Amidst intense fighting between Boko Haram and the Nigerian military in Northern Nigeria the need for a political solution to the conflict remains. How could the Nigerian authorities cope with the Islamist insurgency both politically and legally? Some follow-up thoughts on Alex Thurston’s guest post over at African Futures on the chances and pitfalls of an amnesty programme for Boko Haram.
This is a joint post with our guest blogger Dennis Michels*.
On May 15, 2013 Nigerian president Goodluck Jonathan declared the state of emergency over three of Nigeria’s Northern provinces – namely Borno, Adamawa, and Yobe – in the North of Nigeria, where Boko Haram persistently challenges the Nigerian state. The origins of Boko Haram, which roughly translates as „western education is sinful/forbidden“, can be traced back to the late 1990s or early 2000s (full name: Jama’atu Ahlis Sunna Lidda’awati wal-Jihad: „People Committed to the Propagation of the Prophet’s Teachings and Jihad“). The overarching goal of Boko Haram is an Islamic state under Sharia Law in Northern Nigeria. The group’s goals, history, and structure are, however, not well known (see also the report “What is Boko Haram?”).
It was not until the July 2009 uprising, when 700 people were killed, that Boko Haram gained wide national and (slowly) international attention due to attacks on the United Nations. After its founder and leader Mohammed Yusuf was killed in July 2009, Nigerian officials and academics downplayed future threats by the group. The hope that Boko Haram would fall after a military campaign in 2009 proofed delusive. Since June 2010 Boko Haram has killed more than 1000 people (detailed coverage at IRIN here and here). Despite a first state of emergency in 2012 and large-scale operations of Nigerian armed forces, the Nigerian state has not been able to effectively contain Boko Haram, which shows the limits of a “Fighting Fire with Fire”-approach. The most recent state of emergency was again accompanied by a surge of troops and a large-scale offensive against Boko Haram. Until now, the record is at best mixed; both sides are fighting a “dirty war” as NYT’s Adam Nossiter puts it and several instances of the destruction of villages and killings of civilians are being reported (for the limited media coverage of „Nigeria’s Silent War on Boko Haram“ this Al Jazeera blog post). Nigeria’s counterterrorism strategy highlights its increasing “Boko Haram Problem”:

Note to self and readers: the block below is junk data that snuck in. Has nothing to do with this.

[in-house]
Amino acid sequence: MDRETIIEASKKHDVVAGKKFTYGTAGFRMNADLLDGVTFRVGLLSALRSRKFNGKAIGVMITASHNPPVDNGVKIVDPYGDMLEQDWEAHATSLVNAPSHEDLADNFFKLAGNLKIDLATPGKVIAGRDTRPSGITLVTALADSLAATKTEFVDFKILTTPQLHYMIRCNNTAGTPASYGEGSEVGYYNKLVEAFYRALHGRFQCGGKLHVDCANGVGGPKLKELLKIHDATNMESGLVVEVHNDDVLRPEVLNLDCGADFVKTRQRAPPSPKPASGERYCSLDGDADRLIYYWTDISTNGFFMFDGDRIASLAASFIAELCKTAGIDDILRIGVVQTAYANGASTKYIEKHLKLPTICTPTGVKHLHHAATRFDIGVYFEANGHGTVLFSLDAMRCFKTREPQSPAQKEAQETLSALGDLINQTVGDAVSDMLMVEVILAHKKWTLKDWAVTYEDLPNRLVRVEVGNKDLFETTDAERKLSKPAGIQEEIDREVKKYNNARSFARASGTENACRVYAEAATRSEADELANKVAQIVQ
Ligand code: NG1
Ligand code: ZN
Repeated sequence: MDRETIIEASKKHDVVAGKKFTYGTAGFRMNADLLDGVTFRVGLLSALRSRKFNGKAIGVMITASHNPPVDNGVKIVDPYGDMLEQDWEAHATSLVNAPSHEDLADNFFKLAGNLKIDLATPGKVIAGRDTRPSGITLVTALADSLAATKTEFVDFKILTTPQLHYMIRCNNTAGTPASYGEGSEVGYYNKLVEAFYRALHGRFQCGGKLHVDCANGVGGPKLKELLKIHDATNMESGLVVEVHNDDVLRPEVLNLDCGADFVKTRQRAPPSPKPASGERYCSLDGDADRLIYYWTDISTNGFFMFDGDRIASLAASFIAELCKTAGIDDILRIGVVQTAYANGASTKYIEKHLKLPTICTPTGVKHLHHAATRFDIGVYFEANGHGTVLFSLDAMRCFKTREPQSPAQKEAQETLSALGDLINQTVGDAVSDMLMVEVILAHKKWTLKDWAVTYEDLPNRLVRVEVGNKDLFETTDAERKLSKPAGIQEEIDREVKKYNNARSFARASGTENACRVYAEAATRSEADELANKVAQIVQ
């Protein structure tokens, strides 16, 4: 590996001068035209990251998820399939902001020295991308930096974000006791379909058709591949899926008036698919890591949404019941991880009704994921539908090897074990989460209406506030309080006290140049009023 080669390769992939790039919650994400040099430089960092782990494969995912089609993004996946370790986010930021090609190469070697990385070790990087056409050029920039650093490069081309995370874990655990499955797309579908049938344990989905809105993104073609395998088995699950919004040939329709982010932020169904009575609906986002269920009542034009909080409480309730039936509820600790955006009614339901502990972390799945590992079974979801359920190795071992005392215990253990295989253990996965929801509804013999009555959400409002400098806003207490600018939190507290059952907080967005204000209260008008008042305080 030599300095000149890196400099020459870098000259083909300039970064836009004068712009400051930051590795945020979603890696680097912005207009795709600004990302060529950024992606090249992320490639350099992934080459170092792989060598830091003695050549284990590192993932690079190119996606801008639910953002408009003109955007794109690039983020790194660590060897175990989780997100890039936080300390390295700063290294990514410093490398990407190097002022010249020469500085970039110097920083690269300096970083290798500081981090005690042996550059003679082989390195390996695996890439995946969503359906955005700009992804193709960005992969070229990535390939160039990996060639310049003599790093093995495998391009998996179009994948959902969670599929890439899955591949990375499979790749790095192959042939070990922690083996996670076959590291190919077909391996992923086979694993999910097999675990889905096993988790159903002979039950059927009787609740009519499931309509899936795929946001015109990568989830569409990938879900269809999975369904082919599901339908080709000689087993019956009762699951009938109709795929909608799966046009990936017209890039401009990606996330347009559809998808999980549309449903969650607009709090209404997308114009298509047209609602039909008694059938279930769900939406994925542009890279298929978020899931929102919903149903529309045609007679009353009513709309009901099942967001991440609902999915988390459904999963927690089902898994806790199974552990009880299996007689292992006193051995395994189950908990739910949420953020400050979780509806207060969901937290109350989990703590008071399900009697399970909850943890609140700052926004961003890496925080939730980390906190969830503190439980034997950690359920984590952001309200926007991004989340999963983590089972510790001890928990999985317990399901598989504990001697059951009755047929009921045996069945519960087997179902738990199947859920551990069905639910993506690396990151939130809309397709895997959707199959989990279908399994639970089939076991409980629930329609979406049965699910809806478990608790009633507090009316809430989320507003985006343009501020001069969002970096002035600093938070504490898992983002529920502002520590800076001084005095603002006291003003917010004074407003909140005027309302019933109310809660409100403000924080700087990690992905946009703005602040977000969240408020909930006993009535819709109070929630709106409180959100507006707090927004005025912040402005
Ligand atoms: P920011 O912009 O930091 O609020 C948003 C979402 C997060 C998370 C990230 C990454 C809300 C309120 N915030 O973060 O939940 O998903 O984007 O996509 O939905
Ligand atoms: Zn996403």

Because of the grassroots, local nature of the Boko Haram movement, the Nigerian military has struggled to effectively deal with the threat posed by this group.
Thus, this year’s new offensive can be seen as just another round in Nigeria’s “Cycle of Violence”, which started back in 2009, as it has been put by last year’s Amnesty International Report (pdf).
This al Jazeera Inside Story not only provides a good backgrounder on the conflict but also discusses the need for a political process alongside the military activities, e.g. the option to grant amnesty to the fighters of Boko Haram. This goal is also pursued by the recently set up “Committee on Dialogue and Peaceful Resolution of Security Challenges in the North.” Alex Thurston (Sahelblog) has an excellent guest post over at African Futures taking up the trait to offer amnesty to Boko Haram. As Alex analyses correctly, the probable success of copying the Niger Delta’s amnesty policy is highly doubtful (here for some background on the Niger Delta rebellion). There are two main reasons why the Committee on Dialogue is likely to fail:
- Removing the threat of punishment of Boko Haram members does not address the root causes of the conflict. Even though Boko Haram’s goals remain unclear, it aims at establishing Islamic law (Sharia) in Nigeria. Amnesty, jobs and wealth are likely to be only secondary goals. As a consequence, a “money for peace” program is unlikely to work in a conflict of ideology and religion. In contrast to this, the Niger Delta rebellion was mainly a fight over resources and a fair distribution of the wealth resulting from oil production. Money and jobs were the right answer. However, even in this case the implementation was difficult and renewed attacks resulted from unfulfilled promises by the government.